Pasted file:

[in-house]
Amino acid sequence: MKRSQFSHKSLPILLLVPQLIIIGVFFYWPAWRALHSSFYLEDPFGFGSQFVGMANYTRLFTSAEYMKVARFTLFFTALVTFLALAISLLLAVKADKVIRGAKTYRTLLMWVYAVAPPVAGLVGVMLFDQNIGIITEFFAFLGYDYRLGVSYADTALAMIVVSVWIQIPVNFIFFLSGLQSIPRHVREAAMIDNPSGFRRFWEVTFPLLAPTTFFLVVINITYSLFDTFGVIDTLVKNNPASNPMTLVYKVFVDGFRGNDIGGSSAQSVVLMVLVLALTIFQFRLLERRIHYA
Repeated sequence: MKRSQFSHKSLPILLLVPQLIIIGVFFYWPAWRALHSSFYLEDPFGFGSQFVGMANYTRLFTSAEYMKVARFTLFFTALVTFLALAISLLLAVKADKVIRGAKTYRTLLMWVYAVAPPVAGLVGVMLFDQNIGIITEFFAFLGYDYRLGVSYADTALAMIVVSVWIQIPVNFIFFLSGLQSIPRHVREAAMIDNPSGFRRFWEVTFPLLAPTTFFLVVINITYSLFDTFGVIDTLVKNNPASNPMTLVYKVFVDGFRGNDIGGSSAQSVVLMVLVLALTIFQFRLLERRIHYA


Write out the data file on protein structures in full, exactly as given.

[in-house]
Amino acid sequence: MKRSQFSHKSLPILLLVPQLIIIGVFFYWPAWRALHSSFYLEDPFGFGSQFVGMANYTRLFTSAEYMKVARFTLFFTALVTFLALAISLLLAVKADKVIRGAKTYRTLLMWVYAVAPPVAGLVGVMLFDQNIGIITEFFAFLGYDYRLGVSYADTALAMIVVSVWIQIPVNFIFFLSGLQSIPRHVREAAMIDNPSGFRRFWEVTFPLLAPTTFFLVVINITYSLFDTFGVIDTLVKNNPASNPMTLVYKVFVDGFRGNDIGGSSAQSVVLMVLVLALTIFQFRLLERRIHYA
Repeated sequence: MKRSQFSHKSLPILLLVPQLIIIGVFFYWPAWRALHSSFYLEDPFGFGSQFVGMANYTRLFTSAEYMKVARFTLFFTALVTFLALAISLLLAVKADKVIRGAKTYRTLLMWVYAVAPPVAGLVGVMLFDQNIGIITEFFAFLGYDYRLGVSYADTALAMIVVSVWIQIPVNFIFFLSGLQSIPRHVREAAMIDNPSGFRRFWEVTFPLLAPTTFFLVVINITYSLFDTFGVIDTLVKNNPASNPMTLVYKVFVDGFRGNDIGGSSAQSVVLMVLVLALTIFQFRLLERRIHYA